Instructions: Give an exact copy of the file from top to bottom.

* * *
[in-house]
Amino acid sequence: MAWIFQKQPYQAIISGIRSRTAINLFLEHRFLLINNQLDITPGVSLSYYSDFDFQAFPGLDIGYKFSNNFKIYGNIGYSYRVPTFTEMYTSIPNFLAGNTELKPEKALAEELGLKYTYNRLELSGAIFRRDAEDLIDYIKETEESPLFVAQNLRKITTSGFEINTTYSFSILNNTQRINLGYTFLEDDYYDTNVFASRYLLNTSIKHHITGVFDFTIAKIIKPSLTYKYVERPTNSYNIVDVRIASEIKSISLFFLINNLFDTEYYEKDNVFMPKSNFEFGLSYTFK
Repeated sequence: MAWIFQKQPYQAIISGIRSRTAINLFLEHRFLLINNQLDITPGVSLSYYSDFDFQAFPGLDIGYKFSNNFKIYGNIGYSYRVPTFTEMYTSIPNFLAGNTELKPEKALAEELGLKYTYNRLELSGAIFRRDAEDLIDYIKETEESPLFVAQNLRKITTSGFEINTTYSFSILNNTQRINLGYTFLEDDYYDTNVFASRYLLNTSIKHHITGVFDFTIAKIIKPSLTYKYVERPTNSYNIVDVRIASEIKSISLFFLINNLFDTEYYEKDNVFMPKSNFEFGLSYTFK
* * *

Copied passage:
[in-house]
Amino acid sequence: MAWIFQKQPYQAIISGIRSRTAINLFLEHRFLLINNQLDITPGVSLSYYSDFDFQAFPGLDIGYKFSNNFKIYGNIGYSYRVPTFTEMYTSIPNFLAGNTELKPEKALAEELGLKYTYNRLELSGAIFRRDAEDLIDYIKETEESPLFVAQNLRKITTSGFEINTTYSFSILNNTQRINLGYTFLEDDYYDTNVFASRYLLNTSIKHHITGVFDFTIAKIIKPSLTYKYVERPTNSYNIVDVRIASEIKSISLFFLINNLFDTEYYEKDNVFMPKSNFEFGLSYTFK
Repeated sequence: MAWIFQKQPYQAIISGIRSRTAINLFLEHRFLLINNQLDITPGVSLSYYSDFDFQAFPGLDIGYKFSNNFKIYGNIGYSYRVPTFTEMYTSIPNFLAGNTELKPEKALAEELGLKYTYNRLELSGAIFRRDAEDLIDYIKETEESPLFVAQNLRKITTSGFEINTTYSFSILNNTQRINLGYTFLEDDYYDTNVFASRYLLNTSIKHHITGVFDFTIAKIIKPSLTYKYVERPTNSYNIVDVRIASEIKSISLFFLINNLFDTEYYEKDNVFMPKSNFEFGLSYTFK